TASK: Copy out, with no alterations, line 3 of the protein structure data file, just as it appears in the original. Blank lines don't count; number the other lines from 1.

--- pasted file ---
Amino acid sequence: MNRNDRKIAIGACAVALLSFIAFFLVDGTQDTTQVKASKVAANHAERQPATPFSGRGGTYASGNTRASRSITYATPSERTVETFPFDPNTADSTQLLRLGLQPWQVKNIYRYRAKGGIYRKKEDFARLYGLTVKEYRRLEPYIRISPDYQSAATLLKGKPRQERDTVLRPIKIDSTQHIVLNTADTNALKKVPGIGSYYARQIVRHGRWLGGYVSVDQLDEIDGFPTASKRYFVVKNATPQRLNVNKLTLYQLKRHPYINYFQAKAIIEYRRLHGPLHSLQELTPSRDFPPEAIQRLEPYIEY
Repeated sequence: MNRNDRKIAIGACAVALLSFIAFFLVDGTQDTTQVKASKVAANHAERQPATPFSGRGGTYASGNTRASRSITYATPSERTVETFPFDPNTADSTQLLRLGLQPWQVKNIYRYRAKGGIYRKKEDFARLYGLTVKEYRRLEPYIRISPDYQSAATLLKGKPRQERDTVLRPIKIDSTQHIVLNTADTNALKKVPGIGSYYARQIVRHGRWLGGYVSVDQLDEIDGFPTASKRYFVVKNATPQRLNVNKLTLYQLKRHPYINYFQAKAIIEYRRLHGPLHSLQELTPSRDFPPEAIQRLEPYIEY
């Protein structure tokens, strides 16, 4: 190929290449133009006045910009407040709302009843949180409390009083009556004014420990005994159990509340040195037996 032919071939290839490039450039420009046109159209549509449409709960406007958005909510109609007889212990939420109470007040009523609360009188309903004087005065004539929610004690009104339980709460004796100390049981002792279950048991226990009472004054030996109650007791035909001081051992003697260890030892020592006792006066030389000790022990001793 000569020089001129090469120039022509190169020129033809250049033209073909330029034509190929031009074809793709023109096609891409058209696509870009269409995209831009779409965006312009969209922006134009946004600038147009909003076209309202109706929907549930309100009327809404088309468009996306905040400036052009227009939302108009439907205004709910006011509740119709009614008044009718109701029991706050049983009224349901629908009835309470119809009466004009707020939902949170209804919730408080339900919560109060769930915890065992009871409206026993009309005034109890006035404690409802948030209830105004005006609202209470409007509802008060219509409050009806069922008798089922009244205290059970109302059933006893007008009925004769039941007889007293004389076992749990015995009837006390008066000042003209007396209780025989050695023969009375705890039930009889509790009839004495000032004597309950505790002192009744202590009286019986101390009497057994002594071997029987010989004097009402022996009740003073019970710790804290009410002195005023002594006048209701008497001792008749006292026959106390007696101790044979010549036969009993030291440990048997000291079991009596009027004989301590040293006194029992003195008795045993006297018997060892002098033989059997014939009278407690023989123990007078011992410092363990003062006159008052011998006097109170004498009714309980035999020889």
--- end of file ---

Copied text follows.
């Protein structure tokens, strides 16, 4: 190929290449133009006045910009407040709302009843949180409390009083009556004014420990005994159990509340040195037996 032919071939290839490039450039420009046109159209549509449409709960406007958005909510109609007889212990939420109470007040009523609360009188309903004087005065004539929610004690009104339980709460004796100390049981002792279950048991226990009472004054030996109650007791035909001081051992003697260890030892020592006792006066030389000790022990001793 000569020089001129090469120039022509190169020129033809250049033209073909330029034509190929031009074809793709023109096609891409058209696509870009269409995209831009779409965006312009969209922006134009946004600038147009909003076209309202109706929907549930309100009327809404088309468009996306905040400036052009227009939302108009439907205004709910006011509740119709009614008044009718109701029991706050049983009224349901629908009835309470119809009466004009707020939902949170209804919730408080339900919560109060769930915890065992009871409206026993009309005034109890006035404690409802948030209830105004005006609202209470409007509802008060219509409050009806069922008798089922009244205290059970109302059933006893007008009925004769039941007889007293004389076992749990015995009837006390008066000042003209007396209780025989050695023969009375705890039930009889509790009839004495000032004597309950505790002192009744202590009286019986101390009497057994002594071997029987010989004097009402022996009740003073019970710790804290009410002195005023002594006048209701008497001792008749006292026959106390007696101790044979010549036969009993030291440990048997000291079991009596009027004989301590040293006194029992003195008795045993006297018997060892002098033989059997014939009278407690023989123990007078011992410092363990003062006159008052011998006097109170004498009714309980035999020889």